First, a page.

The National Advisory Group (NAG) Spring Leadership Series concluded its five-week run on June 16, after informative virtual sessions that discussed topics ranging from consumer trends to technology to fuel disruption.
Moderated by NAG Executive Director and CStore Decisions Editor-in-Chief John Lofstock, the series dissected some of the most pressing issues facing convenience store retailers today as we look ahead to an uncertain future with tech-savvy consumers and less dependence on fossil fuels.
The series kicked off May 19, exploring the topic “How Consumer Behavior Has Changed During COVID,” a presentation from Casey Taylor, vice president of client success for market analyst and consulting firm CivicScience.
Taylor outlined the changes wrought by a year and a half of pandemic lockdowns and safety precautions, and how that has changed purchasing habits — many of which will remain long after COVID-19 has passed.
The way we think about the workplace is permanently altered and put some distance between consumers and what Taylor calls “car culture” — meaning less demand for c-store fuel. Customers now expect to be served where they are — and more often, that will be at home.
Delivery & the New Food Customer
Food delivery took center stage for the second session of the NAG Leadership Series, “The Impact of Delivery and Online Sales: How do we reach new food customers?”
Frank Beard, CStore Decisions director of special projects and director of Safe Shop Assured, led the session with a trio comprised of Mike Kostyo, trendologist with Datassential, and a pair of convenience industry executives: Dyson Williams, director of merchandising and food service for Dandy Mini Marts, which operates more than 60 locations in Pennsylvania and New York, and Kalen Frese, food service director with Warrenton Oil, which operates 36 FastLane convenience stores in Missouri.
Kostyo brought plenty of market insights and even more data to back them up. For example, he mentioned the downsides of partnering with third-party delivery services like DoorDash or Uber Eats, such as a loss of control of a store’s product.
Williams echoed that caveat, advising retailers to keep things simple. “We’re going to try to limit the menu to items that can be made in five minutes or under,” he said. Meanwhile, Warrenton Oil’s Frese said FastLane opted out of delivery entirely and instead focuses on its drive-through and curbside offerings.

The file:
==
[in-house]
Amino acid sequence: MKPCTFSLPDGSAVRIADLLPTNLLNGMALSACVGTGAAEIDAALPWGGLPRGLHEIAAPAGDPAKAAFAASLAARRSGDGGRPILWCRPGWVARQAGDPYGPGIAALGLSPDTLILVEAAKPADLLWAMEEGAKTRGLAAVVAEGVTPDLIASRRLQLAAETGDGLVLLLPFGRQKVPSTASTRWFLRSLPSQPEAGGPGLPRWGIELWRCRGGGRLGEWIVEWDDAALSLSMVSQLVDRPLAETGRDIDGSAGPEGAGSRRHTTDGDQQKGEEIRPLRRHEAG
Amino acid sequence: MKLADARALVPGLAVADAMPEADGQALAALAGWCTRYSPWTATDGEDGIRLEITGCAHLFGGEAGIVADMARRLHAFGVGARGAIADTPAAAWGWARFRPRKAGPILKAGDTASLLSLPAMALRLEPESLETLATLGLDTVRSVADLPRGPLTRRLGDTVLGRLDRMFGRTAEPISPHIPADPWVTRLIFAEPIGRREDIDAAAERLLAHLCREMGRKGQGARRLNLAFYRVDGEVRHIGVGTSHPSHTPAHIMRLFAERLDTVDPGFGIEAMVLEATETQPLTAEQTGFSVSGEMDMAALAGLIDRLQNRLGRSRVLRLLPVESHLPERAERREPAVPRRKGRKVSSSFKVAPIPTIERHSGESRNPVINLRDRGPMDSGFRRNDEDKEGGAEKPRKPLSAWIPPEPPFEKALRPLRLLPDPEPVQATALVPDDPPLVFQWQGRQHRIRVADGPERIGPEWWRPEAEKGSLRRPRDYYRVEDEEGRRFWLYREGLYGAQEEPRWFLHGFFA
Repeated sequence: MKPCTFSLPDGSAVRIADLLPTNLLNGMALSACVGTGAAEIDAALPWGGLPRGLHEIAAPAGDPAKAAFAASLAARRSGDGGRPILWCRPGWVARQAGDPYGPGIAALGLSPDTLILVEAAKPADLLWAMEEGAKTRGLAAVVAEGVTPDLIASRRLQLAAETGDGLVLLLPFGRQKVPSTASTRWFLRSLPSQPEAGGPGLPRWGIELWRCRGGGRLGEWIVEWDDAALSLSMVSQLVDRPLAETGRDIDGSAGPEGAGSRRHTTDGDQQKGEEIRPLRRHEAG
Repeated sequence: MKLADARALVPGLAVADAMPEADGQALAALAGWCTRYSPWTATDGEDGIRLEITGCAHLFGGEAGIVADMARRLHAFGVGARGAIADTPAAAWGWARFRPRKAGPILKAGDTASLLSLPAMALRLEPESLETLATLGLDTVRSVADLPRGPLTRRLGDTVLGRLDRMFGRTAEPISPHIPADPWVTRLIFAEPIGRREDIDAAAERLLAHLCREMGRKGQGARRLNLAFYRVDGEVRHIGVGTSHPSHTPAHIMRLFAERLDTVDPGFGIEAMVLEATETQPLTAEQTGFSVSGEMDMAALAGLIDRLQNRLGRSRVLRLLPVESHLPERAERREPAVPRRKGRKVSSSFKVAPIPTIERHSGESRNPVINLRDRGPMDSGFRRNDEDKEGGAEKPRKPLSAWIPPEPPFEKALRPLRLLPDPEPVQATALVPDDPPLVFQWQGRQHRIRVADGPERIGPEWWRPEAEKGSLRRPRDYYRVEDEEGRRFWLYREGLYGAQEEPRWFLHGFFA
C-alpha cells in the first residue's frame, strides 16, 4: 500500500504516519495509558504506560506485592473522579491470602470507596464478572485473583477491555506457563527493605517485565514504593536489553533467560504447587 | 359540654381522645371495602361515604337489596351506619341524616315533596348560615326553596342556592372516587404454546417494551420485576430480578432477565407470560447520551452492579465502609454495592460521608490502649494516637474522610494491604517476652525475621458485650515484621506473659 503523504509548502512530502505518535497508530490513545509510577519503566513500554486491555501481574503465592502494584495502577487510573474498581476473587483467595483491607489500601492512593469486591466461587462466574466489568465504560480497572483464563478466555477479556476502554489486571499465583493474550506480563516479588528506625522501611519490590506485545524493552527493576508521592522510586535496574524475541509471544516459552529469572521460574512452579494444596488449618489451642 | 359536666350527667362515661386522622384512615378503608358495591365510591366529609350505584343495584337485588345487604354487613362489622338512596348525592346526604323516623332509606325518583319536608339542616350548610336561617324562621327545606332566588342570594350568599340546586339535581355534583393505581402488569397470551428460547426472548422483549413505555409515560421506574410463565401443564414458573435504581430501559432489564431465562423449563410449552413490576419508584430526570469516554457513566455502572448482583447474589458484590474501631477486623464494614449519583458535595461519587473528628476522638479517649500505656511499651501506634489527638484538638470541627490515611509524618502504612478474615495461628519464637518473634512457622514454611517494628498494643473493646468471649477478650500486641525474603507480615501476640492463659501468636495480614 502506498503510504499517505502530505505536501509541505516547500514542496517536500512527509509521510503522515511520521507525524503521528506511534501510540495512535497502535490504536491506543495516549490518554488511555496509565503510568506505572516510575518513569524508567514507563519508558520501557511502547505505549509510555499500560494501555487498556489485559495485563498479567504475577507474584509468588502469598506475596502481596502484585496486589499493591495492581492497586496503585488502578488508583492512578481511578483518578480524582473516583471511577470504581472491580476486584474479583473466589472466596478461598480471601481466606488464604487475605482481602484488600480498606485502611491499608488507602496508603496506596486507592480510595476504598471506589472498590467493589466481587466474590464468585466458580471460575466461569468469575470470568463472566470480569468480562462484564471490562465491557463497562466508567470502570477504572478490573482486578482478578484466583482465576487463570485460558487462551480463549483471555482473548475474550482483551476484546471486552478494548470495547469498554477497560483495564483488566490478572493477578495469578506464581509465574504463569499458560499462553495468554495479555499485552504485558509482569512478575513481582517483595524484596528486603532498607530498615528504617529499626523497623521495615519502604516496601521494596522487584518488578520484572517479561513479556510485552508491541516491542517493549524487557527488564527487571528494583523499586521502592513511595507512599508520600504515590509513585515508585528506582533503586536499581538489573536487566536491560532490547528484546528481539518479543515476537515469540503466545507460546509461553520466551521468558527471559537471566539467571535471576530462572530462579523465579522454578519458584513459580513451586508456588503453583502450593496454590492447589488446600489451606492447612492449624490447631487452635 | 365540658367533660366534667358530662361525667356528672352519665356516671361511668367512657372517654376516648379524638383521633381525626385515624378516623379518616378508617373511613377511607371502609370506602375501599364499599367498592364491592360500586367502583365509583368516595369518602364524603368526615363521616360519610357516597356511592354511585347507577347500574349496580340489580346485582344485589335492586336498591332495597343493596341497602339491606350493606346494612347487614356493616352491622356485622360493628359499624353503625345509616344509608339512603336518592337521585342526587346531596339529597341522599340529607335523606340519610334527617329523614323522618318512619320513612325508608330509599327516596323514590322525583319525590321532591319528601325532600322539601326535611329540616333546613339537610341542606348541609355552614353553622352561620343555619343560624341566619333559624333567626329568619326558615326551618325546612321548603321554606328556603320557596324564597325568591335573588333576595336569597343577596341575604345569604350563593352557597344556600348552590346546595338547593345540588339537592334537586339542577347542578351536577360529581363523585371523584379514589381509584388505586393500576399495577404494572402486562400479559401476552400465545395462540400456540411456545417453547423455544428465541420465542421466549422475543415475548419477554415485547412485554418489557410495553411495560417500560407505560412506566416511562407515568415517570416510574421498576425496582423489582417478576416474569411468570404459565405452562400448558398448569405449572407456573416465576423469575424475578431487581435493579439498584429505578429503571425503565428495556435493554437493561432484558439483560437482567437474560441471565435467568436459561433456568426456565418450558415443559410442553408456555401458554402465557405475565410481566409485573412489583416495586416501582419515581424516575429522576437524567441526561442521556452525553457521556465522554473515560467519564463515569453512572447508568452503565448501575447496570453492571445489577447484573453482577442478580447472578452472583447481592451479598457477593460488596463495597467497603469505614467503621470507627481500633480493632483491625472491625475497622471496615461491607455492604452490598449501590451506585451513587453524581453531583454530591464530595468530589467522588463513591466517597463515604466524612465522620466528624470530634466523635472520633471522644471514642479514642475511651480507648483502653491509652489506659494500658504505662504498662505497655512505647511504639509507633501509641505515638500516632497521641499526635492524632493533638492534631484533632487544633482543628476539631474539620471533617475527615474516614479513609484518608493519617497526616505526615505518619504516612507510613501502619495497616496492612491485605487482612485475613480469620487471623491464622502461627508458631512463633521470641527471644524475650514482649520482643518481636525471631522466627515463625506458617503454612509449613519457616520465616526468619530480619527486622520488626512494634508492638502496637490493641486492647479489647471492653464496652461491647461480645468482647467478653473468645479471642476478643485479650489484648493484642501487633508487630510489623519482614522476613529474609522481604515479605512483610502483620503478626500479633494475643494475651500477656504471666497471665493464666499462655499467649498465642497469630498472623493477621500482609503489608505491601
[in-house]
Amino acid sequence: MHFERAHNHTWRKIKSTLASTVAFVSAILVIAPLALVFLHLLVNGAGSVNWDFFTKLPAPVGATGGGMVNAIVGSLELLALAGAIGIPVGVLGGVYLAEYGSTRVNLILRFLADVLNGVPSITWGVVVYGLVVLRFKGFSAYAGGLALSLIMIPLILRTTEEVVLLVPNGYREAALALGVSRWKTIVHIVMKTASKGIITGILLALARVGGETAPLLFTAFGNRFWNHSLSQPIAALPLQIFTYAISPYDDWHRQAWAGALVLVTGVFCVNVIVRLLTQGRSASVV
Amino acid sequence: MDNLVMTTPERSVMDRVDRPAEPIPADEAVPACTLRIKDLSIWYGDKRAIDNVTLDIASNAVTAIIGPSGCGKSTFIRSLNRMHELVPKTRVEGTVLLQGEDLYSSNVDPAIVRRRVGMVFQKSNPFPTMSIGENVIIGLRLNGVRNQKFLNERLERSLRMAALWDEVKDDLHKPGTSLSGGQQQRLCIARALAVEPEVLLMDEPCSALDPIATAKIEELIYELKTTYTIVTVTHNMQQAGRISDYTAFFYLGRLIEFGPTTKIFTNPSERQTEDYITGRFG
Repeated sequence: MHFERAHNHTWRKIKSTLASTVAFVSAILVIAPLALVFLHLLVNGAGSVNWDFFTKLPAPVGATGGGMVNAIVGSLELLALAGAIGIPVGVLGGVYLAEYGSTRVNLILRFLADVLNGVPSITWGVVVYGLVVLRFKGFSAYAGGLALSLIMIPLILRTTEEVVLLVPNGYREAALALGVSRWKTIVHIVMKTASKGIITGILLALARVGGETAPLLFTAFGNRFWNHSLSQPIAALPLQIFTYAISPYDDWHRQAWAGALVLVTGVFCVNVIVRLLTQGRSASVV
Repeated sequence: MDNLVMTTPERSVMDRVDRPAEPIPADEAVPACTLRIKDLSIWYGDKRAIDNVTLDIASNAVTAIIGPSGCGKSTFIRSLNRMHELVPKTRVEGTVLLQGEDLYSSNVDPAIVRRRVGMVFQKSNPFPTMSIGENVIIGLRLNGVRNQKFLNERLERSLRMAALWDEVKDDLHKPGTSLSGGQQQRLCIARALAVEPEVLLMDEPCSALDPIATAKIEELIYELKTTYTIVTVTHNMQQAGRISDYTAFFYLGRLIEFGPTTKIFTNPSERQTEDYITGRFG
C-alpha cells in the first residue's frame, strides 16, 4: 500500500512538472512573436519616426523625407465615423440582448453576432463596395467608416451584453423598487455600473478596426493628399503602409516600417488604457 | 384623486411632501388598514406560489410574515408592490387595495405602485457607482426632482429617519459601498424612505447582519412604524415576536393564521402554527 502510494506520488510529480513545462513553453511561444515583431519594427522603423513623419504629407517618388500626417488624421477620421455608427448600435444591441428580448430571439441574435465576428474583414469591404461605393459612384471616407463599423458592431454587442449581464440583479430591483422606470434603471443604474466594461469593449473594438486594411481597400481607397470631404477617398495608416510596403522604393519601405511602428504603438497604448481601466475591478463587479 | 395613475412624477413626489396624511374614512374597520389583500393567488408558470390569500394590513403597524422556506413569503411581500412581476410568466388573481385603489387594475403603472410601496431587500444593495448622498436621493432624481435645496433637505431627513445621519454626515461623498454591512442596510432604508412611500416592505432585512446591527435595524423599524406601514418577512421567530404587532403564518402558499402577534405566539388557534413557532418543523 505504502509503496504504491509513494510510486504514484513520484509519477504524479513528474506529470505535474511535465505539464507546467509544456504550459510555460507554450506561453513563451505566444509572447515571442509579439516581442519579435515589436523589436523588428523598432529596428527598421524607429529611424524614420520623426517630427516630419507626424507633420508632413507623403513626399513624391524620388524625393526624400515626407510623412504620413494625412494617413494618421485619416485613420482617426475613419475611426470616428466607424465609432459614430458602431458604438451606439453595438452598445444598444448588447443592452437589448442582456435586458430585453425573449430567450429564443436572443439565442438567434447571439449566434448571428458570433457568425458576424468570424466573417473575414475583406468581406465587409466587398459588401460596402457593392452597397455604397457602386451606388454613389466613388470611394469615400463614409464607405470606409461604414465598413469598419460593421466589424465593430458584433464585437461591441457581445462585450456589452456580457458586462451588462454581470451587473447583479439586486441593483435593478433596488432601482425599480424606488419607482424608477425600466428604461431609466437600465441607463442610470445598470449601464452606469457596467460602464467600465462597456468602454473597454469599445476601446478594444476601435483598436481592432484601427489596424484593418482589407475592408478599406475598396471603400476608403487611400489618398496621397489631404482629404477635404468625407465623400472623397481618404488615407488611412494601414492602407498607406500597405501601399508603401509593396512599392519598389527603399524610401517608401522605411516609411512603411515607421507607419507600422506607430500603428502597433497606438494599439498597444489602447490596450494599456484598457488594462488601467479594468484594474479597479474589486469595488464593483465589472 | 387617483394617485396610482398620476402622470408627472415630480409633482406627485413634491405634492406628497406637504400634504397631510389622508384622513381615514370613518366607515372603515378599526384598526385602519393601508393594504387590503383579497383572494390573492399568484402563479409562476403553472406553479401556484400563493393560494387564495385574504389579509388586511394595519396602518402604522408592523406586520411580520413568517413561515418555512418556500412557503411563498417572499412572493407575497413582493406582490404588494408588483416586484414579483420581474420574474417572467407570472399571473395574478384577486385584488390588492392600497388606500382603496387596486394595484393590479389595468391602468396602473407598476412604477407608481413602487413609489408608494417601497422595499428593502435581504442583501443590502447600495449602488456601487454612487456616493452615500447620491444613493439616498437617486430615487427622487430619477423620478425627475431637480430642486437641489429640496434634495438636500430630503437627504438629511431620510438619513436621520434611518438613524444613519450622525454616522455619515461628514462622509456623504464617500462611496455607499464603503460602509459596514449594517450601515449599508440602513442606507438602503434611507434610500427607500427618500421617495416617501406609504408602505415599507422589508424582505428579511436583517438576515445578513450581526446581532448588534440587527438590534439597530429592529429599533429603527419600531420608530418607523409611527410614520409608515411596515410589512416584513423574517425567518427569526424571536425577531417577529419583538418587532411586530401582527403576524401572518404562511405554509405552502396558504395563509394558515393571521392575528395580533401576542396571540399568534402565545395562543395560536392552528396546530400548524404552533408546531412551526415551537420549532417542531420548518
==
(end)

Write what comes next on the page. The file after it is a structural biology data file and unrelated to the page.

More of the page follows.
Tobacco: Reshaping the Back Bar
Three panelists tackled the third session’s topic, “The Future of Tobacco: Reshaping the backbar amidst legislative threats and PMTA.”
Lofstock introduced panelists Grier Bailey, executive director of the Colorado Wyoming Petroleum Marketers Association (CWPMA); Ryan Faville, director of purchasing with Saratoga Springs, N.Y.-based Stewart’s Shops; and Cole Fountain, director of merchandising with Jacksonville, Fla.-based Gate Petroleum.
Bailey advised retailers to be involved with the legislative decision-making. He said that he lets legislators know that he’s there to help and is interested in solving issues and overcoming hurdles. (For more on Bailey’s legislative advice for retailers, see this month’s Industry Perspective on p. 70.)
Faville advised retailers to be active with their local and state industry associations. Help from advocates is critical in navigating changes. Fountain noted the importance of tobacco for every chain’s in-store sales, advocating that retailers know their sales numbers.
Installment four of the series discussed “How to Create a Next-Generation Store.”
The panel consisted of Beard as well as Jeff Carpenter, director of education and training, Cliff’s Local Market; and Kurtis Hutchinson, director of wholesale operations for Hutch’s Convenience Stores.
Carpenter stressed that tight security is paramount in today’s digital information era. Today’s technology solutions can be highly customizable and help make adjusting to situations easier.
Beard provided insights into the long-term outlook for convenience stores in anticipation of market shifts in the fuel and clean energy arenas. C-stores won’t be able to rely on fuel or electric charging to draw customers. Their future, he said, will be in “winning small baskets.”
Hutchinson stressed operational innovation while sticking to what your stores do best. The pandemic, he said, accelerated retailing trends that were already brewing. Hutch’s turned to drive-through and app-based ordering to serve its customers.
The series’ fifth and final session tackled the topic “Fuel Disruption: How a new administration will impact the fuel market by mandating electric vehicles and flex fuels.”
Lofstock welcomed John Eichberger, executive director of The Fuels Institute, and Jeremie Myhren, chief information officer for Road Ranger and chairman of NAG’s Young Executives Organization (YEO).
Eichberger stressed that the internal combustion engine (ICE) will have a long off-ramp, with battery electric vehicles now representing roughly 2% of light duty passenger vehicles. By 2040, they’ll only be slightly more than a quarter of the passenger vehicles on the road. The convenience industry, he said, straddles the top two businesses where consumers prefer to see chargers: grocery stores (66%) and restaurants (37%).
With the market still in its infancy, Myhren advised c-stores to resist the hype. He stressed that the convenience industry should focus on protecting its relationship with the customer, offering five elements for an alternative fuels strategy.
All five sessions of the NAG Spring Leadership Series are available for viewing on-demand at the NAG Convenience Spring Leadership Series page at NAGconvenience.com.